Winnipeg Free Press - PRINT EDITION

Encourage parents to get professional help to fix or end the marriage

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DEAR MISS LONELYHEARTS: I'm 23 and just came home from a summer in Europe to find my family in pieces. My mom and dad had broken up, and my dad had already moved out. They didn't tell me while I was away, so as not to spoil my trip. I went to see my dad at this new apartment and we sat like strangers discussing his personal life. It was terrible. My mother is "bored" with him and has replaced him with a new man. Actually, she did that a year ago and Dad has lived with that, trying to stop being "boring" to win her back. Of course, that didn't work. I'm living with two friends in an apartment, and will go back to university in a few weeks. My dad has asked me to move in with him because he's lonely. I can't be his babysitter! I shouted at my mom for the first time as I'm so angry and disgusted with her. She and my dad both cried in front of me. What should I do? -- Angry and Upset, South End

 

Dear Angry: Don't move in with either of your parents. The story between is not finished, and the marriage may not be over. They need privacy to talk at whatever hour of the day or night. Obviously they were in love and got married because of mutual admiration at one time. You'd be helped by knowing how it unravelled, but not by knowing intimate details. To help yourself understand both sides, consider asking both parents where things started to go wrong, and what they both did to contribute to the breakup. Did your dad have an earlier affair? Work long hours away from you mom? Not want to go out? Do either of them have drinking or gambling problems? Comforting is best done by their friends, adult family members and counsellors. Encourage them to get professional help to work out the marriage or to end it more amicably. Counselling help would be good for you too, as you need a place to vent that anger, sadness and frustration.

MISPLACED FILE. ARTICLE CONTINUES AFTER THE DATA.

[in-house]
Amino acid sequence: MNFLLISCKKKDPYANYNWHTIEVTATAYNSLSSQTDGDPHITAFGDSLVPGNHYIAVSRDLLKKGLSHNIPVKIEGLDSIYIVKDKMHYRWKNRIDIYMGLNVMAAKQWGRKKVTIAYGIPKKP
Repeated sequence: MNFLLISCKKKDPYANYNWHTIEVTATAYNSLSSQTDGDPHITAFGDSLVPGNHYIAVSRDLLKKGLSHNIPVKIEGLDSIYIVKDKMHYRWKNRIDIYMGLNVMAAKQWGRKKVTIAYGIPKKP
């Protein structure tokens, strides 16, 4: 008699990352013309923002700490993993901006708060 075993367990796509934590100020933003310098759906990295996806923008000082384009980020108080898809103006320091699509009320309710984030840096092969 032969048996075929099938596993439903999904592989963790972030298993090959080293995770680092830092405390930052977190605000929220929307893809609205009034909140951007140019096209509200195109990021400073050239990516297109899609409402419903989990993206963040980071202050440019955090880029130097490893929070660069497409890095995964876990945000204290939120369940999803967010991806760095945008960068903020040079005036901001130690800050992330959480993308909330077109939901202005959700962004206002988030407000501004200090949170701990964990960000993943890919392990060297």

Dear Miss Lonelyhearts: I'm dying to know where Ms. Not-so-Lonely got her sources about the Leisure Guide or what classes she was taking (she was advising the young Mr. Lonely not to take classes in the Leisure Guide as she said everyone was so old). I'm in my 20s, and I've taken a hip-hop dancing course, and let me tell you, the girls were all in their 20s and single. It's all about the types of courses you take. Yes if you take a pottery course you're going to find nothing but 40-year-old women. If you take a carpentry course, you'll probably find nothing but men. But if you take something like zumba dancing, or hip-hop dancing, and belly dancing, there's where you'll find the young women. Trust me on this one. -- Not Lonely At All

Dear Not Lonely: Thanks for sending in your contrasting perspective. Because classes are on subjects that interest people of every age, and they are held at venues all over the city, it's impossible for people other than top organizers to know who attends what. Although this 20-something man will not likely feel comfortable in bellydancing, a hop-hop class could attract a mixed group and zumba gets the odd guy who can keep up with salsa-type dancing. Most guys will not stick with a class if they are the only guy, though women will hang in there if there's a room full of guys taking a male-dominated course like carpentry or photography.

 

lovecoach@hotmail.com

Republished from the Winnipeg Free Press print edition August 27, 2010 D3

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